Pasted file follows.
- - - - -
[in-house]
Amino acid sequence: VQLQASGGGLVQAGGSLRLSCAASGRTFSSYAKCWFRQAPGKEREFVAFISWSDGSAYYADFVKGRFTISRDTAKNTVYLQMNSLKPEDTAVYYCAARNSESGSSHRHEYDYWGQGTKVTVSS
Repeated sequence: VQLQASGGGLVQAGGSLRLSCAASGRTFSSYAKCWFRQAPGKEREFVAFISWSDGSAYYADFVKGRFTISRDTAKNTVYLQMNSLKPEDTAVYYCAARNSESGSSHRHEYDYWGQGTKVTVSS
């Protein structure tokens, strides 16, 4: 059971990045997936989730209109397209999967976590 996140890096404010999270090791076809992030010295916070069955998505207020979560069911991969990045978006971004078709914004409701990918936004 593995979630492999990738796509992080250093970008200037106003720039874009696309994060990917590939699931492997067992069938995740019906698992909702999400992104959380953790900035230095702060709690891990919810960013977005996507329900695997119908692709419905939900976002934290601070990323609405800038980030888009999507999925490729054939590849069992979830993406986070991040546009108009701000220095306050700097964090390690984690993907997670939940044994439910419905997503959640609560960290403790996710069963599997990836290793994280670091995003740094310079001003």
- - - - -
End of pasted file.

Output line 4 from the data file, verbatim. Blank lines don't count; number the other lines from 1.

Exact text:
């Protein structure tokens, strides 16, 4: 059971990045997936989730209109397209999967976590 996140890096404010999270090791076809992030010295916070069955998505207020979560069911991969990045978006971004078709914004409701990918936004 593995979630492999990738796509992080250093970008200037106003720039874009696309994060990917590939699931492997067992069938995740019906698992909702999400992104959380953790900035230095702060709690891990919810960013977005996507329900695997119908692709419905939900976002934290601070990323609405800038980030888009999507999925490729054939590849069992979830993406986070991040546009108009701000220095306050700097964090390690984690993907997670939940044994439910419905997503959640609560960290403790996710069963599997990836290793994280670091995003740094310079001003």